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Tim Hunkin - Reinventing the Amusement SpaceTim Hunkin talks about his flourishing UK arcade, full of homemade coin operated games and simulator rides. Microbreak, the three minute all inclusive package holiday: Mobility Masterclass, train for your future by crossing the freeway with a walker: Test your nerve, how long do you dare put your hand inside the mad dog's cage: and many, many more. He shows how the machines are made, using cannibalised old arcade and gym machines and cheap consumer electronics.
Arcades used to be exciting places where you first tried the latest video games. They have a history of technical innovation going back 100 years, when many people's first experience of moving images was Edison's coin operated Kinescope. Arcades today have forgotten their innovative past and are cynically focussing on gambling machines. Its time for a revival!
Tim Hunkin trained as an engineer, but then became a cartoonist (drawing a strip for a UK sunday paper called The Rudiments of Wisdom for 15 years). His next career was in television (writing and presenting three series called The Secret Life of Machines for Channel 4). For the next ten years he worked for museums, building interactive exhibits and curating and designing exhibitions. He is currently obsessed with his amusement arcade on Southwold pier.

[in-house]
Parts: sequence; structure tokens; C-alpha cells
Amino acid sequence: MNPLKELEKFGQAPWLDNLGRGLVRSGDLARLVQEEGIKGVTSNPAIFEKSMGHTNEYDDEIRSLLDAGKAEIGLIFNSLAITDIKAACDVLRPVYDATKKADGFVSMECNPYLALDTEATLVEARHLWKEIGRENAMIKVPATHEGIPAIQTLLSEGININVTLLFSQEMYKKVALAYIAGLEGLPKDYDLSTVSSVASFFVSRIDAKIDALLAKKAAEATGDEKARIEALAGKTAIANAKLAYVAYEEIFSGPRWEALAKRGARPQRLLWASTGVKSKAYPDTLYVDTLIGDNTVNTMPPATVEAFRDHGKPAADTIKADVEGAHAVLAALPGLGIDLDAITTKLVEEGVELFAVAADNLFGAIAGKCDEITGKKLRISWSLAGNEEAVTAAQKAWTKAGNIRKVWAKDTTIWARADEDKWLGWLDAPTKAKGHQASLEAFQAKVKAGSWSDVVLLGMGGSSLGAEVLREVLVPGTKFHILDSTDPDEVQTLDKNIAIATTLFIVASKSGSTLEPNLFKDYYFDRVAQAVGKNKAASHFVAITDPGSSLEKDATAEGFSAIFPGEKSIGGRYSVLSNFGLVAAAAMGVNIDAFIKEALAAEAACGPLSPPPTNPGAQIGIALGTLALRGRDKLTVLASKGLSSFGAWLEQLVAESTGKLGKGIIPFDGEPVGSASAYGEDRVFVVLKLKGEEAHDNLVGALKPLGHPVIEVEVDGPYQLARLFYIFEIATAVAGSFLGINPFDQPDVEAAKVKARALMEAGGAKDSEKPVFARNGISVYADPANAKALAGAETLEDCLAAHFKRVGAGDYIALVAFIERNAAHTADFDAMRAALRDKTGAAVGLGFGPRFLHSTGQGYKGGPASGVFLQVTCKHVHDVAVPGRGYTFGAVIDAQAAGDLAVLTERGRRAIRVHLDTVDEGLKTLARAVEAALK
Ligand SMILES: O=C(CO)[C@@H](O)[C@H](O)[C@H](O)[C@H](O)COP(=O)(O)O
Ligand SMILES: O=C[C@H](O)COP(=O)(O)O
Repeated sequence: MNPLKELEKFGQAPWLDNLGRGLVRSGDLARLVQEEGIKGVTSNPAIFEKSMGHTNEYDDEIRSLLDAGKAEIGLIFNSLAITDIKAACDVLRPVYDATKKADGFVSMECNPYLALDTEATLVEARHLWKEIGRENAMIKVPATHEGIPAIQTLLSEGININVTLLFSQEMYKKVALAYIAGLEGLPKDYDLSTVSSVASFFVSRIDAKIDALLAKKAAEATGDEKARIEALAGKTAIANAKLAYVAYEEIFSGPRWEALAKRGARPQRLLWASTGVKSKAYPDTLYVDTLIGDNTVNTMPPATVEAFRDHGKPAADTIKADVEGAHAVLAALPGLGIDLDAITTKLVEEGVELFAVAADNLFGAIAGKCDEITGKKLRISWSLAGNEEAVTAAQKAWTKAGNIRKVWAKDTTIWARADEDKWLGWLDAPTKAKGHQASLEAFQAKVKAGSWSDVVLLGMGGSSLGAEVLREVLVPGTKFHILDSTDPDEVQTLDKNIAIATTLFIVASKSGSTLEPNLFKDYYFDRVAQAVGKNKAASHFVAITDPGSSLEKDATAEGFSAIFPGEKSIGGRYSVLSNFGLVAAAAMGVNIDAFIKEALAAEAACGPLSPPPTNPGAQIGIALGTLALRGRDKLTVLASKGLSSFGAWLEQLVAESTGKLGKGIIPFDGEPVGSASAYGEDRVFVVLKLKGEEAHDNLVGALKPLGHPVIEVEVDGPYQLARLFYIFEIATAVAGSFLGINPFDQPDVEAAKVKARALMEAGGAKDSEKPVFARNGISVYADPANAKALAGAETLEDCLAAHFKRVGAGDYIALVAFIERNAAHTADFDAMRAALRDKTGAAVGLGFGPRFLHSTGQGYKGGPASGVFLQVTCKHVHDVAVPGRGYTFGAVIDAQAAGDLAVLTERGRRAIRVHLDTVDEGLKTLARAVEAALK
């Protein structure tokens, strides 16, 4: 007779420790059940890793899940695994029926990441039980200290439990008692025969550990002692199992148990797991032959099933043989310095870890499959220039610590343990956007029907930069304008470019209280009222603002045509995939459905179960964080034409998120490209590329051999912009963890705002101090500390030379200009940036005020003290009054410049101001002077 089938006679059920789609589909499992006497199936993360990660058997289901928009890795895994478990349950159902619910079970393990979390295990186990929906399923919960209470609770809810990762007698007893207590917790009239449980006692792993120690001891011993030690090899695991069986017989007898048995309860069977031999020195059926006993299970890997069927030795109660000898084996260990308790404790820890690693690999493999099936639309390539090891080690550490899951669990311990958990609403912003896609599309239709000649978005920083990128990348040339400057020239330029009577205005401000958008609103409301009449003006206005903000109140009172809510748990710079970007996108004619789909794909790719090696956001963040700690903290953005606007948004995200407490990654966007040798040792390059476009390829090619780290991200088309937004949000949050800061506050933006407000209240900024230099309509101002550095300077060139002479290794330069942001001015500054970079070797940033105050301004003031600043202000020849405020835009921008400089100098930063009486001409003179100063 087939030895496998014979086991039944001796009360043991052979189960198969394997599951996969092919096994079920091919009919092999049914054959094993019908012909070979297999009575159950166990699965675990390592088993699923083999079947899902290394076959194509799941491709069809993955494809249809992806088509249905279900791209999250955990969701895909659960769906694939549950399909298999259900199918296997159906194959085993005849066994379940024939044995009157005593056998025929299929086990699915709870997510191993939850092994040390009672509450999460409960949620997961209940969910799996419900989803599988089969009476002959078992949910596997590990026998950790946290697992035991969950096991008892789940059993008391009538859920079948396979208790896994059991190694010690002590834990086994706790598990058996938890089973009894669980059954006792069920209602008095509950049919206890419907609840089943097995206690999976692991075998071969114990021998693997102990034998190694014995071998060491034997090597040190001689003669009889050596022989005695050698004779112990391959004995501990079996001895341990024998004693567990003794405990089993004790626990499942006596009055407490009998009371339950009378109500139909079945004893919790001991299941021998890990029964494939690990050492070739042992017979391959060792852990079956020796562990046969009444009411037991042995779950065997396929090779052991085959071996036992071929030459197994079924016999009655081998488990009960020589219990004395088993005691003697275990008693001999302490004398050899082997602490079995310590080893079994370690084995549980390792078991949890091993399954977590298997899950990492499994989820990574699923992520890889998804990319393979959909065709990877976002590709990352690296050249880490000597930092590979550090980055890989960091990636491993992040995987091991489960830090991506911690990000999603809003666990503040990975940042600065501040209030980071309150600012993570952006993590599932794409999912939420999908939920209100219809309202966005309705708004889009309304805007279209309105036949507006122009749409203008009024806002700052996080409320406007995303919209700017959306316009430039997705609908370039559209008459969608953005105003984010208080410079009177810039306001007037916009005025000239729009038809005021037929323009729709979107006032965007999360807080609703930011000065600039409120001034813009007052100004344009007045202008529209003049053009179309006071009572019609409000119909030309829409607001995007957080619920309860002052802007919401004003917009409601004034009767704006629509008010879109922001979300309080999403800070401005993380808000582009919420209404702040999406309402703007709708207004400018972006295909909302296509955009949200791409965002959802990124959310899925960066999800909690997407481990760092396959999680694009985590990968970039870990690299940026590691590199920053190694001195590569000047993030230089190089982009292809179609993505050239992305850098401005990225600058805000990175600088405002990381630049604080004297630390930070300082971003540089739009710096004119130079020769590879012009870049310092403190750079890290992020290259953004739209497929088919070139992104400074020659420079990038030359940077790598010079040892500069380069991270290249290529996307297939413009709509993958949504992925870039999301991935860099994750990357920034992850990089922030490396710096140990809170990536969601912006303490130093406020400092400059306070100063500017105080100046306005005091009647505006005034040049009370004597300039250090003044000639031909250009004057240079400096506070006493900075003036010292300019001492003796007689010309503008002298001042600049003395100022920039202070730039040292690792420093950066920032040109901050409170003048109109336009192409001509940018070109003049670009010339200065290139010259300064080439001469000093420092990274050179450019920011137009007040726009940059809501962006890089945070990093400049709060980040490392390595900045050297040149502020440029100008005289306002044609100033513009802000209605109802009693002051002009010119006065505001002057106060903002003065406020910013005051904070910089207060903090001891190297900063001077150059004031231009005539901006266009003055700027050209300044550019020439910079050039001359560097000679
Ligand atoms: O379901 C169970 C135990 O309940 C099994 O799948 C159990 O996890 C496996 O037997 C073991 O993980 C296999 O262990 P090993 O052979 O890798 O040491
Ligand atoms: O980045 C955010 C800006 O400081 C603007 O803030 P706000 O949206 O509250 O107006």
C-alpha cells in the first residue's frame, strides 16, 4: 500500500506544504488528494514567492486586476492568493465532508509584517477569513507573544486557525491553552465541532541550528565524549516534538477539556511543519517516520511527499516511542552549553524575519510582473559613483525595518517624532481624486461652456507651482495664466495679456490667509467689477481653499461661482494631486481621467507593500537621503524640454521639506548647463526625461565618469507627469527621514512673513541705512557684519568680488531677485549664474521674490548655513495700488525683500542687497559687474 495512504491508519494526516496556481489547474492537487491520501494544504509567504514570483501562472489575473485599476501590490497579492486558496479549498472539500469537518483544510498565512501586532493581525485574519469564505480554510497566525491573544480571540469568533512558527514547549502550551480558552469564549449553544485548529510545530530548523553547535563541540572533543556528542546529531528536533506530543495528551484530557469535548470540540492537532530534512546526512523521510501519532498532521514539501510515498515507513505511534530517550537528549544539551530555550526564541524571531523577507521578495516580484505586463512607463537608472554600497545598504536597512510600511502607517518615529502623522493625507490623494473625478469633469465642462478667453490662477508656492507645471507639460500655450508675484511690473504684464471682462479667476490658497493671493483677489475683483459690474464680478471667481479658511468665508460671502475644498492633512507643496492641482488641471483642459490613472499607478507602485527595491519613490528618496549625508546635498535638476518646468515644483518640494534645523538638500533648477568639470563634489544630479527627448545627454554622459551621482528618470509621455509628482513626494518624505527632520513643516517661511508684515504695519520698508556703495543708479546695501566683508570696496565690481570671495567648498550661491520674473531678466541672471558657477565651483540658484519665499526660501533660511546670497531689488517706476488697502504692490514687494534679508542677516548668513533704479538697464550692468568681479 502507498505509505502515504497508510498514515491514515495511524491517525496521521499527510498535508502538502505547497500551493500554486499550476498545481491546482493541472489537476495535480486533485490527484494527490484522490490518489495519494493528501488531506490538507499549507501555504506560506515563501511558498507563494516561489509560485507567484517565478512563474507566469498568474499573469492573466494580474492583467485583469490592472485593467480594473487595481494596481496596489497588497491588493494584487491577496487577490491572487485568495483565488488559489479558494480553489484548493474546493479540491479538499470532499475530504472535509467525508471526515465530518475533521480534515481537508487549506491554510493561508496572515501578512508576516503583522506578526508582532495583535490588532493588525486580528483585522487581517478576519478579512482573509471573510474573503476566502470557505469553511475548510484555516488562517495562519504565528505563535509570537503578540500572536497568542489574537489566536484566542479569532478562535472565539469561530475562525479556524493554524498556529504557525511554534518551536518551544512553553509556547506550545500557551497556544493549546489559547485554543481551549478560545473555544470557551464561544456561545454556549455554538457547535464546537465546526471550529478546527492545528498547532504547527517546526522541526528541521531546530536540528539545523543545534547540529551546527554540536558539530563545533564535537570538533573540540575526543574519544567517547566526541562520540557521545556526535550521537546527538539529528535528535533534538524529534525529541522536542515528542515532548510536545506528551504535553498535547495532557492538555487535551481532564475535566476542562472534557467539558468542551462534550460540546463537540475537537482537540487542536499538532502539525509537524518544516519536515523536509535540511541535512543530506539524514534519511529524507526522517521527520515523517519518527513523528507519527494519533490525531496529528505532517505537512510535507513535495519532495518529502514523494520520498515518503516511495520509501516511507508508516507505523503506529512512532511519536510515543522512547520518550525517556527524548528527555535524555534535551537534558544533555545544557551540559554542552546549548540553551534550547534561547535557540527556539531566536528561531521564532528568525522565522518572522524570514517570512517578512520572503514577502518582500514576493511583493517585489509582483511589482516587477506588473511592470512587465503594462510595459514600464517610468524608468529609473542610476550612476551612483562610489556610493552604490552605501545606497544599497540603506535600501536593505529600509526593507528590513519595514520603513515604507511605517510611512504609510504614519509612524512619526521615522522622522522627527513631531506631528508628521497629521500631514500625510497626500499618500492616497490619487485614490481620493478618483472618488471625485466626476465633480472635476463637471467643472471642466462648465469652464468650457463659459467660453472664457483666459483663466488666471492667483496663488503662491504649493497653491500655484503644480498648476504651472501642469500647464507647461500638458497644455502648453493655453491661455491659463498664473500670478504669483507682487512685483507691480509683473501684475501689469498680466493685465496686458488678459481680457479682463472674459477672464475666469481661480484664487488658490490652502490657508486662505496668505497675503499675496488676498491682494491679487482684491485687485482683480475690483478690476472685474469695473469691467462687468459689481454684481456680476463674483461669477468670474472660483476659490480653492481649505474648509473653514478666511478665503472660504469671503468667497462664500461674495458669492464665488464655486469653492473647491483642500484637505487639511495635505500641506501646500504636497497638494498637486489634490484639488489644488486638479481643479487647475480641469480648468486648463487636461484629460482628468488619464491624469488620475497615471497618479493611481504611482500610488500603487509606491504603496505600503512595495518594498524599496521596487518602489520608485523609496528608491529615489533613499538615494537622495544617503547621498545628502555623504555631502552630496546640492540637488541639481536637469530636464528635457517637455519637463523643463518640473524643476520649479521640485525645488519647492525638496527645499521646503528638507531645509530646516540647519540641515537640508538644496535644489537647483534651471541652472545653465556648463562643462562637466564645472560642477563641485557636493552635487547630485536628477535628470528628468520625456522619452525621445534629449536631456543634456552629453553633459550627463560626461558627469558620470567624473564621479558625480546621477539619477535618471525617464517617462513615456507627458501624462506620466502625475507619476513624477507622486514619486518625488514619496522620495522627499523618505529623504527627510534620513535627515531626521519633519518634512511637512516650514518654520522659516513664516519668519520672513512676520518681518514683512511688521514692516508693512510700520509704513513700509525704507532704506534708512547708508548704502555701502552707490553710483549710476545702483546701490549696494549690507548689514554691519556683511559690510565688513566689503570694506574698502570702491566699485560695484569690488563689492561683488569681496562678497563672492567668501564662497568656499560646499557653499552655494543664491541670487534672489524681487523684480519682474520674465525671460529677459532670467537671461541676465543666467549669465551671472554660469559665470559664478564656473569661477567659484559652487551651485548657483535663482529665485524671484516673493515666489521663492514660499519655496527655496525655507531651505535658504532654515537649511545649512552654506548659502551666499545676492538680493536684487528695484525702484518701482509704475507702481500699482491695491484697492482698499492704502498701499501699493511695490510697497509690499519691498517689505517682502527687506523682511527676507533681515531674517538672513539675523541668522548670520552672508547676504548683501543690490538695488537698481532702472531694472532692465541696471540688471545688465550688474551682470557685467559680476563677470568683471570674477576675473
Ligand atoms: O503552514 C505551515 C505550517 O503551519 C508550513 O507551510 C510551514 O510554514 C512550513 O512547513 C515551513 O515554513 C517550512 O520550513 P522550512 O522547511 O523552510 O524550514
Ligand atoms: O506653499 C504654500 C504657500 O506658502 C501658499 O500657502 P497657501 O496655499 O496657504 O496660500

Mike Kuniavsky - The Coming Age of MagicIncreasingly, the devices in our lives have behaviors that we do not, and cannot, fully control, based on technologies that are difficult to understand. This situation can be frustrating. For us nerds, these frustrations may drive our desire to hack technology or they may create a nostalgia for technologies whose power is easier to understand (or at least touch). However, many people have to live with this tech and make it do what it's supposed to (or at least what we expect of it), but few will have the time to delve into how it works.
How can we explain the functionality of new technologies in a useful way when their actual functionality is highly complex and interrelated?
The desktop metaphor was useful for twenty years as a way to structure and explain information-processing technology. I propose using "magic" as a replacement metaphor when creating technology, instead of the desktop metaphor. Not pretending that technology is magic so as to avoid explaining how it works, but as a framework for communicating how devices work and interact with each other and with us.
Mike Kuniavsky is a consultant, designer, author, and researcher focused on the experience of technology and how it affects design and business. He graduated from the University of Michigan with a dual degree in Computer Science and Film/Video Studies. In 2003 he wrote Observing the User Experience and is currently working on a book of case studies of user experience design for mobile and ubiquitous computing due in 2007 from Elsevier.
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